Newman v. Farmers Alliance Mutual Insurance Company, No. 1:2017cv00047 - Document 20 (D. Mont. 2017)

Court Description: ORDER denying 10 Motion to Disqualify Counsel. Signed by Magistrate Judge Timothy J. Cavan on 8/10/2017. (AEC)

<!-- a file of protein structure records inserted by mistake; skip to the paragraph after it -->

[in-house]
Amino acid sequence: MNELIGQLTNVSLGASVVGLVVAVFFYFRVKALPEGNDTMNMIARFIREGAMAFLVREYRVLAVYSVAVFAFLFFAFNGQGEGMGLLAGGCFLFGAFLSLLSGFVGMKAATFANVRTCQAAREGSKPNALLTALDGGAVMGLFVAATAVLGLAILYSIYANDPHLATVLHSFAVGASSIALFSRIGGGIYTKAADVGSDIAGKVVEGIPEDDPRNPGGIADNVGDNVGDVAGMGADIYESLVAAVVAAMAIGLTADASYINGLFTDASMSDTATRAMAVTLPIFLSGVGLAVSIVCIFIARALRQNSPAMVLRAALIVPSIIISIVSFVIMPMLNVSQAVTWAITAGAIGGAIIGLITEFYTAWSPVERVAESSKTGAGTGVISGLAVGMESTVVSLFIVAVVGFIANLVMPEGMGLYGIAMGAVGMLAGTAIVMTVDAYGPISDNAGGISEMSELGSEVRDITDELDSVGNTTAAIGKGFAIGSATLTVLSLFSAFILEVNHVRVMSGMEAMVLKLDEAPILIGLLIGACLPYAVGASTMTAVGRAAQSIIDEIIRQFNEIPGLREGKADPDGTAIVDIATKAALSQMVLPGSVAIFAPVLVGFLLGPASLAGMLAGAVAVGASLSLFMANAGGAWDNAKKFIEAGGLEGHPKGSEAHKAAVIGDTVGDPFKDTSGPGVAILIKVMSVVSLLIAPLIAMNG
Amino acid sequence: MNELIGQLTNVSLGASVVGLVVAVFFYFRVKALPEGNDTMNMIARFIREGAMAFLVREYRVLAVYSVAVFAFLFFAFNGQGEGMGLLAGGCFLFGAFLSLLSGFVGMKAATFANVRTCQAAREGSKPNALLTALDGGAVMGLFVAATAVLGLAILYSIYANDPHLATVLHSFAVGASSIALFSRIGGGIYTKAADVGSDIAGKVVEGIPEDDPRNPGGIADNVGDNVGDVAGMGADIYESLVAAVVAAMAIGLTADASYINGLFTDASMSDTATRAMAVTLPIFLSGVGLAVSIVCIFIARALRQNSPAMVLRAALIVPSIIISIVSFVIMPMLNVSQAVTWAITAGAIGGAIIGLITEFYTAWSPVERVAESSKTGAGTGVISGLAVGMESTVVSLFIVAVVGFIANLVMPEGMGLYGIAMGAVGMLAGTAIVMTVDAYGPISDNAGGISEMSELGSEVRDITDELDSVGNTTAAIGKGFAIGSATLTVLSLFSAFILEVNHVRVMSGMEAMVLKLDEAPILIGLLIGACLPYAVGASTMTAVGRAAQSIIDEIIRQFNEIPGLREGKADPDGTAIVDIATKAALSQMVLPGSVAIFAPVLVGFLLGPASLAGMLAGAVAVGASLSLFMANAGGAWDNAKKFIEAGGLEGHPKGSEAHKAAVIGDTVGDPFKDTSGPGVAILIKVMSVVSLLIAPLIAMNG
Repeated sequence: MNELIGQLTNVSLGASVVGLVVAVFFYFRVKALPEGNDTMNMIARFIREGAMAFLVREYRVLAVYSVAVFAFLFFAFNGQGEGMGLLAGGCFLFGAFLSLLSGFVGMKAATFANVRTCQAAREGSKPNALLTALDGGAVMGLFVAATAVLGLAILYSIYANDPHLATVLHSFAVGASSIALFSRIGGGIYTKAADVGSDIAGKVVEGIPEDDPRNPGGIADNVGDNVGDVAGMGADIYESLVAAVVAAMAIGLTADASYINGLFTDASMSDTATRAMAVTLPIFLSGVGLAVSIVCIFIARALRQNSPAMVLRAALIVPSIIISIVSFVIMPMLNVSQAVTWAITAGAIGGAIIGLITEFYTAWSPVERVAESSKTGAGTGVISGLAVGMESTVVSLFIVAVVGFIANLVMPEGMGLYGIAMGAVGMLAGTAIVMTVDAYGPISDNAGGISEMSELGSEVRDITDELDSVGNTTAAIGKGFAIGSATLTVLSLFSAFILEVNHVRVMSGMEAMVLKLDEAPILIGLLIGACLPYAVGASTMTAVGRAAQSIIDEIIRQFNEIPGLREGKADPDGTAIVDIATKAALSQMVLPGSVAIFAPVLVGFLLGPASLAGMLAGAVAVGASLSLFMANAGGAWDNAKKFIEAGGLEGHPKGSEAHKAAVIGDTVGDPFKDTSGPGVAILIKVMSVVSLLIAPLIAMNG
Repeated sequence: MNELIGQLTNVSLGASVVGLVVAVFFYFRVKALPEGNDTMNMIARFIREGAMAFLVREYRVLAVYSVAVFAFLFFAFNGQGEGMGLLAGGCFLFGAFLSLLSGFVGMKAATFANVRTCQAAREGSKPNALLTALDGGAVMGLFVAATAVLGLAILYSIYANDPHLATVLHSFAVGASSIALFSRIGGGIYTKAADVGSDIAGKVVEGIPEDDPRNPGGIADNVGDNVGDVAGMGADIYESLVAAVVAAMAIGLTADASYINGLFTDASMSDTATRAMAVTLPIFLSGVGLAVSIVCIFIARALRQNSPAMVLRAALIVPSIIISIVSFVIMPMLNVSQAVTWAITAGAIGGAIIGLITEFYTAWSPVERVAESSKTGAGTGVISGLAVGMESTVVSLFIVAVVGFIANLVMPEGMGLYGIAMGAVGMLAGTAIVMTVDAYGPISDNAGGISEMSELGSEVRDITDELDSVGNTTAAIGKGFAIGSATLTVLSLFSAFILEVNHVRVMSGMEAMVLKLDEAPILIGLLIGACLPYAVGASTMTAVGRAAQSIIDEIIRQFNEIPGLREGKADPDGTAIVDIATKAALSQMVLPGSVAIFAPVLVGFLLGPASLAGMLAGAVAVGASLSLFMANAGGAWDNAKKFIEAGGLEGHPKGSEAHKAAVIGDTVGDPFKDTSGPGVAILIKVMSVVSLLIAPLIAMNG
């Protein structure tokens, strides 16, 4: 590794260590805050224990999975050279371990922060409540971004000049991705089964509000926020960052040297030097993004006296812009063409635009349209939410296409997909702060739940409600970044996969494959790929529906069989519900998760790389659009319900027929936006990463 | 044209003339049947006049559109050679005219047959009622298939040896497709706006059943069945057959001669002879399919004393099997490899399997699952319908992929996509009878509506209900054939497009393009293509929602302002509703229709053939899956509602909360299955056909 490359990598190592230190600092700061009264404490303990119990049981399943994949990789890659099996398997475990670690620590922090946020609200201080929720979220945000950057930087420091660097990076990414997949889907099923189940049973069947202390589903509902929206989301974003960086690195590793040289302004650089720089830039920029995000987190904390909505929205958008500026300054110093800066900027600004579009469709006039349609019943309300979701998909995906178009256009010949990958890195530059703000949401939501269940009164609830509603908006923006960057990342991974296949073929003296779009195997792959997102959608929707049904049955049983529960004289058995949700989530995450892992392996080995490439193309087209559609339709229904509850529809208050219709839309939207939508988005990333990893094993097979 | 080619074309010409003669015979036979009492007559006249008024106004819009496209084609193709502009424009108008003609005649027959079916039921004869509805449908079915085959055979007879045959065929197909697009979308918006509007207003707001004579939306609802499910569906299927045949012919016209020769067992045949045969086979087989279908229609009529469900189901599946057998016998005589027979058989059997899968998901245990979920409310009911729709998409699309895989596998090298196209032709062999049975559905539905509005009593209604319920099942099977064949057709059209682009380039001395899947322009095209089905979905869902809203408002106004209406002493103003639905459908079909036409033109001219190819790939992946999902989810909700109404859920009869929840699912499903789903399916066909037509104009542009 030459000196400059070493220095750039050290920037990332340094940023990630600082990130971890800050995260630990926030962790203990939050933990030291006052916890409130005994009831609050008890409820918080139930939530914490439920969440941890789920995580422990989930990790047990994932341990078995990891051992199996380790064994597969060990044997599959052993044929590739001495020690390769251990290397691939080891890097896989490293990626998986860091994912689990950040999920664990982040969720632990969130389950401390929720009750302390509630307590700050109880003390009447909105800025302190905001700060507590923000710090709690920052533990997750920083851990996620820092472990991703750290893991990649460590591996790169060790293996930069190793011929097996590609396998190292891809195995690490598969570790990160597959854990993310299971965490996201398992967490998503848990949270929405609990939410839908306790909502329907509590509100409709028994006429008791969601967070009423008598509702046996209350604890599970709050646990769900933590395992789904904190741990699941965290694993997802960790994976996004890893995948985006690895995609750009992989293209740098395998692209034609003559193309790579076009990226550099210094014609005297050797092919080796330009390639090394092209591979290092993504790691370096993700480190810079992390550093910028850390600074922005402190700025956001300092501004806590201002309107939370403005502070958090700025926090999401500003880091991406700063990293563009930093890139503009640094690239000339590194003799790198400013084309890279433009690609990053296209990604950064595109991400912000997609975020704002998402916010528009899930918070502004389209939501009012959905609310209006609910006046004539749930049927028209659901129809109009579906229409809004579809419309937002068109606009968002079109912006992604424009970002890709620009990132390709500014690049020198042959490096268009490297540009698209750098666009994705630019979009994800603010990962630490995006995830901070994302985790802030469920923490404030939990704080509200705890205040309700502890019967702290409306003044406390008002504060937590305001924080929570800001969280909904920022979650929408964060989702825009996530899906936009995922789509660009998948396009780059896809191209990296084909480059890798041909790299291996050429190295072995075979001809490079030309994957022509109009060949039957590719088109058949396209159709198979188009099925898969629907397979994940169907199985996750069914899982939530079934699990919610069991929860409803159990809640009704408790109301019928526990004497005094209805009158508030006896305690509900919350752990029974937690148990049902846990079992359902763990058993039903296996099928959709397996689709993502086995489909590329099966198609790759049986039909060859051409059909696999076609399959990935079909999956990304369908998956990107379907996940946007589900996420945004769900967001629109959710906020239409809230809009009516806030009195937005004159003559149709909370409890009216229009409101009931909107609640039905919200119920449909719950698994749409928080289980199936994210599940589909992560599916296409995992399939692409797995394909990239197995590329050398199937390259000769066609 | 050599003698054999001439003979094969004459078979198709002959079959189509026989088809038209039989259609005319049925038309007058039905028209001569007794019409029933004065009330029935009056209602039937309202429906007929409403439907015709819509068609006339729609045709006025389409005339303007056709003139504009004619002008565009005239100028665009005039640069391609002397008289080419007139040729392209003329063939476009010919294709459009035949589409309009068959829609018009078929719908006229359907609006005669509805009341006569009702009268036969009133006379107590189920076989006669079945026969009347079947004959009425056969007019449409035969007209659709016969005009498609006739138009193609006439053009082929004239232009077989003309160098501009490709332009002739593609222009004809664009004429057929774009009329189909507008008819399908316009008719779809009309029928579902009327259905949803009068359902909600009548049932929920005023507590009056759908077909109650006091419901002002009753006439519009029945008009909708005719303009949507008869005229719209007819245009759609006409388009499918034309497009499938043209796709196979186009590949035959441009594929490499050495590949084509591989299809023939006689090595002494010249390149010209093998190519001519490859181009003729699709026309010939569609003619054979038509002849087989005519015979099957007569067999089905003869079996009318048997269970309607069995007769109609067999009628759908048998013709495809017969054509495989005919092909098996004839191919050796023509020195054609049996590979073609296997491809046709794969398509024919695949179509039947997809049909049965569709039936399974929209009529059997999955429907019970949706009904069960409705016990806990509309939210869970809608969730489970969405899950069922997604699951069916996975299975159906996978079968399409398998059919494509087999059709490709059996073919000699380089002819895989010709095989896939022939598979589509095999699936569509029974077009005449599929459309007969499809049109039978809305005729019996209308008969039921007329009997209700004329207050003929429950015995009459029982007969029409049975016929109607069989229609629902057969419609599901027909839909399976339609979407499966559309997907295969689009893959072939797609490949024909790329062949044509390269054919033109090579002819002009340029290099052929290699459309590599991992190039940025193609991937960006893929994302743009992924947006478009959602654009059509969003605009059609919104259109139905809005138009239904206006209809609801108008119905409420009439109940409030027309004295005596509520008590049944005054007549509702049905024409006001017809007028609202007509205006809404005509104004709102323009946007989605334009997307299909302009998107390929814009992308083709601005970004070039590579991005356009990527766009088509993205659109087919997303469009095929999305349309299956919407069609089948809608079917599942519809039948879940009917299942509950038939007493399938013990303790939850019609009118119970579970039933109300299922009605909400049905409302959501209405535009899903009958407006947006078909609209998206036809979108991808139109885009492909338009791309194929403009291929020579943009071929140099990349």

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Newman v. Farmers Alliance Mutual Insurance Company Doc. 20 IN THE UNITED STATES DISTRICT COURT FOR THE DISTRICT OF MONTANA BILLINGS DIVISION ROBERT NEWMAN, individually, as Personal Representative on behalf of THE ESTATE OF JACKIE ANN NEWMAN, and on behalf of STEPHANIE NEWMAN and MANDY NEWMAN, CV 17-47-BLG-TJC ORDER DENYING DEFENDANT’S MOTION TO DISQUALIFY ATTORNEY JOSEPH P. COOK AS TRIAL COUNSEL Plaintiffs, vs. FARMERS ALLIANCE MUTUAL INSURANCE COMPANY, Defendant. Plaintiff Robert Newman, individually, as Personal Representative on behalf of the Estate of Jackie Ann Newman, and on behalf of Stephanie Newman and Mandy Newman (“Plaintiffs” or the “Newman family”) brings this action against Defendant Farmers Alliance Mutual Insurance Company (“Farmers Alliance”) for bad faith breach of contract and unfair trade practices arising out of Farmers Alliance’s investigation and denial of the Newman family’s claims following the death of Jackie Ann Newman. (Doc. 1-3.) Presently before the Court is Farmers Alliance’s Motion to Disqualify Plaintiff’s Attorney Joseph P. Cook as Trial Counsel. (Doc. 10.) The motion is fully briefed and ripe for the Court’s review. (Docs. 11, 18, 19.) 1 Dockets.Justia.com Having considered the parties’ submissions, the Court DENIES Farmers Alliance’s Motion to Disqualify. I. BACKGROUND On October 15, 2015, a fatal collision occurred between a pickup truck and trailer driven by James C. Crowley and an ATV operated by Jackie Ann Newman on U.S. Highway 12 in Musselshell County, Montana. (Doc. 1-3 at ¶ 4.) Mrs. Newman was killed in the accident. (Id. at ¶ 13.) The pickup truck was owned by the Newmans and insured under a Farmers Alliance policy. (Id. at ¶ 2.) Robert and Jackie Newman were named insureds under the policy. (Id.) On November 2, 2015, Mr. Newman made a claim for insurance benefits. (Id. at ¶ 20.) On December 16, 2015, Farmers Alliance denied Mr. Newman’s first-party claim for medical payment benefits, and the Newman family’s thirdparty claims against Mr. Crowley. (Id. at ¶ 28.) On February 1, 2016, Mr. Newman filed a Consumer Complaint with the Montana Commissioner of Securities and Insurance. (Id. at ¶ 30; Doc. 18-3.) In his complaint, Mr. Newman indicated he was not represented by an attorney. (Doc. 18-3 at 1.) Farmers Alliance responded to the Insurance Commissioner by letter on February 11, 2016, again denying coverage. (Doc. 18-4.) On February 18, 2016, the Insurance Commissioner’s office relayed Farmers Alliance’s response to Mr. Newman. (Doc. 18-5.) 2 After Mr. Newman’s liability claims had been formally denied twice by Farmers Alliance, he consulted with and retained attorney Joseph P. Cook on March 2, 2016. (Doc. 18-2.) Mr. Newman had not consulted with Mr. Cook prior to either the December 16, 2015 or the February 18, 2016 denials. (Id.) On March 7, 2016, Mr. Cook wrote a letter to Farmers Alliance notifying the insurer of his representation of Plaintiffs. (Doc. 11-1.) Mr. Cook wrote a subsequent policy limits demand letter to Christopher C. Voigt on May 10, 2016. (Doc. 11-2.) In the letters, Mr. Cook made several statements characterizing the events surrounding the accident as supporting liability against Mr. Crowley. (Id.) Farmers Alliance now moves the Court to disqualify Mr. Cook as trial counsel under Montana Rule of Professional Conduct 3.7. Farmers Alliance contends the statements Mr. Cook made in his letters are not supported by the evidence in the record, and therefore, he has inserted himself as a necessary witness in the case. Plaintiffs respond that this case solely concerns the actions and inactions of Farmers Alliance prior to denying the Newman family’s claims in December 2015 and February 2016. Plaintiffs argue Mr. Cook did not become involved in the case until after the alleged bad faith conduct had occurred, and note that he was not a witness to any of the contested issues in the underlying case. Plaintiffs also assert 3 Mr. Cook’s descriptions of the events in his letters are advocacy based upon interpretation of the reported facts. II. DISCUSSION Rule 3.7 of the Montana Rules of Professional Conduct provides: (a) A lawyer shall not act as advocate at a trial in which the lawyer is likely to be a necessary witness unless: (1) the testimony relates to an uncontested issue; (2) the testimony relates to the nature and value of legal services rendered in the case; or (3) disqualification of the lawyer would work substantial hardship on the client. Mont. R. Prof. Conduct 3.7. “Because Rule 3.7 can be ‘invoked for tactical advantage, delay or other improper purposes,’ the movant must make the showing that an attorney is likely to be a necessary witness ‘with specificity.’” Nelson v. Hartford Ins. Co. of the Midwest, 2012 WL 761965, *4 (D. Mont. Mar. 8, 2012). The moving party bears the burden of showing disqualification is necessary. Id. at *3. Courts within this district have recognized that an attorney in a bad faith case may be subject to disqualification if the attorney also represented the plaintiff in the underlying suit, and is likely to be a necessary witness in the subsequent action. See e.g. Nelson, 2012 WL 761965 at *4; Northern Montana Hospital v. Continental Casualty Company, CV-90-57-GF-GH, Doc. No. 32-1 (D. Mont. May 14, 1993); Pumphrey 4 v. Cincinnati Insurance Company, CV-05-14-BLG-CSO, Doc. No. 80 (D. Mont. Mar. 9, 2007). However, “a categorical exclusion from bad faith actions of the attorney who represented the plaintiff in the underlying action is too broad.” Nelson, 2012 WL 761965 at *4. In Northern Montana Hospital, the Court held Rule 3.7 prevented the plaintiff’s counsel from representing the plaintiff in a third-party bad faith action. Northern Montana Hospital, CV-90-57-GF-GH, Doc. No. 32-1 at 11-14. The Court noted the attorneys represented the plaintiff “throughout the underlying action,” and had directly participated and/or observed events giving rise to the facts being disputed in the subsequent bad faith case. Id. at 11. The Court also noted the insurer’s defense to the bad faith claim was that the plaintiff’s attorneys’ actions impacted their decisions in the underlying litigation. Id. The Court held the plaintiff’s counsels’ testimony would be “without a doubt, material and relevant, given the fact their strategy and decisions during the course of the underlying litigation are in issue, having directly impacted on the litigation strategy employed by [the defendant.]” Id. at 14. Likewise, in Pumphrey, the Court disqualified the plaintiff’s attorney in a bad faith case where she had directly participated in negotiations surrounding an IME of the plaintiff, and in settlement negotiations with the defendant insurance company in the underlying litigation. Pumphrey, CV-05-14-BLG-CSO, Doc. No. 5 80 at 3. The Court concluded the attorney was likely to be a necessary witness in the subsequent bad faith action because the defendants indicated plaintiff’s counsel’s “decisions and strategy in the underlying case directly impacted the litigation strategy employed by Defendants’ insured.” Id. In Nelson, the Court disqualified the plaintiff’s counsel in a bad faith insurance case because she was the only first-hand witness to some of the underlying facts, including conversations and interactions she had with insurance agents during the underlying litigation. Nelson, 2012 WL 761965 at *5. The attorney was deemed to be a material and relevant witness for both parties. Id. This case is clearly distinguishable from Nelson, Northern, and Pumphrey because Mr. Cook was simply not involved in the case during the time frame that Farmers Alliance’s alleged bad faith occurred. The allegations in the Complaint are limited to the conduct of Farmers Alliance prior to its denial of the Newman family’s claims in December 2015 and February 2016. Farmers Alliance had finished its investigation and twice denied the Newman family’s claims before Mr. Newman ever consulted with Mr. Cook. Therefore, Mr. Cook did not participate in, or observe first-hand, any of Farmers Alliance’s actions during the relevant time period. Moreover, there is no indication Farmers Alliance’s claims handling during that time was in any way impacted by Mr. Cook’s actions. In addition, Plaintiffs do not allege bad faith based on Farmers Alliance’s response to Mr. 6 Cook’s demand letters. Nor are Plaintiffs attempting to re-litigate the underlying liability case. Although Mr. Cook’s letters expressed his interpretation of the facts surrounding the underlying accident, he was not a witness to any of the events surrounding the accident, he has no personal knowledge of the accident, and would not be qualified to testify regarding the accident in any event. The Court finds, therefore, that Farmers Alliance has not met its burden to show with specificity that Mr. Cook is a necessary witness to any of the contested issues in this case. Accordingly, the motion to disqualify will be denied. III. CONCLUSION For the foregoing reasons, IT IS HEREBY ORDERED that Farmers Alliance’s Motion to Disqualify Counsel Joseph P. Cook as Trial Counsel (Doc. 10) is DENIED. DATED this 10th day of August, 2017. _______________________________ TIMOTHY J. CAVAN United States Magistrate Judge 7